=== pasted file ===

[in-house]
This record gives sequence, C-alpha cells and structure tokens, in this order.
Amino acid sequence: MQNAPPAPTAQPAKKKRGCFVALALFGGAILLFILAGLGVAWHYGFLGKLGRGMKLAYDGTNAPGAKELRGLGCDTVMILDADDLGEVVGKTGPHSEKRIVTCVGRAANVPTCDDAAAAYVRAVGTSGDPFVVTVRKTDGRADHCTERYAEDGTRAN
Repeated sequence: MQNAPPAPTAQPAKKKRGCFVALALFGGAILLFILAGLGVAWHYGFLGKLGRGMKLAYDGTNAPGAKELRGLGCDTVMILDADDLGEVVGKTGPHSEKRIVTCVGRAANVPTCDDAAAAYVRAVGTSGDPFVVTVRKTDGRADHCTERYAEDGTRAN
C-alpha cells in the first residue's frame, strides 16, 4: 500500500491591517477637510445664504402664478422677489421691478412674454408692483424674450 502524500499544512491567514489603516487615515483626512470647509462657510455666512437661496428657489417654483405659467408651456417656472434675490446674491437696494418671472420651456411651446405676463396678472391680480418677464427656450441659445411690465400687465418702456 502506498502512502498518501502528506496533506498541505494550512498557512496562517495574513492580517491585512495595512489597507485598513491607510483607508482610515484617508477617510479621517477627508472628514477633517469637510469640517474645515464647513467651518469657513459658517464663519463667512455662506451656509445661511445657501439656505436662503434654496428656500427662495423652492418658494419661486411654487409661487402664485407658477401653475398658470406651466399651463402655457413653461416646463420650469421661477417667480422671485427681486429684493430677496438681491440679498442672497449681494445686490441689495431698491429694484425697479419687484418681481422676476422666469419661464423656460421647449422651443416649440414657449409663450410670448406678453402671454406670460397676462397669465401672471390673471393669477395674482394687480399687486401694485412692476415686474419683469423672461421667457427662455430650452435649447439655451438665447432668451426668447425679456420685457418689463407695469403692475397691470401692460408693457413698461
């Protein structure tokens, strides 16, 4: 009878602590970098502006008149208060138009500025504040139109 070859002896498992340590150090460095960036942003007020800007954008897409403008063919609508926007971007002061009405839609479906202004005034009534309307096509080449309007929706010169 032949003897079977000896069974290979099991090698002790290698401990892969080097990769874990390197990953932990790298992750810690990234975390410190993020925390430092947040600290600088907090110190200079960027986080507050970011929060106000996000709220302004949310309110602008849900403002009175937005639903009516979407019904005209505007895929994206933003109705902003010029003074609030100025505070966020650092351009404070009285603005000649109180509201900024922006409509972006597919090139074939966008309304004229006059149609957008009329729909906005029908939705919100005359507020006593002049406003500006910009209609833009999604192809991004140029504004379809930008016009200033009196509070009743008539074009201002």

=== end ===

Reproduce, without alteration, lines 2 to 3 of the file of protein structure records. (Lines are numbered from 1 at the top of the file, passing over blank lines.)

This record gives sequence, C-alpha cells and structure tokens, in this order.
Amino acid sequence: MQNAPPAPTAQPAKKKRGCFVALALFGGAILLFILAGLGVAWHYGFLGKLGRGMKLAYDGTNAPGAKELRGLGCDTVMILDADDLGEVVGKTGPHSEKRIVTCVGRAANVPTCDDAAAAYVRAVGTSGDPFVVTVRKTDGRADHCTERYAEDGTRAN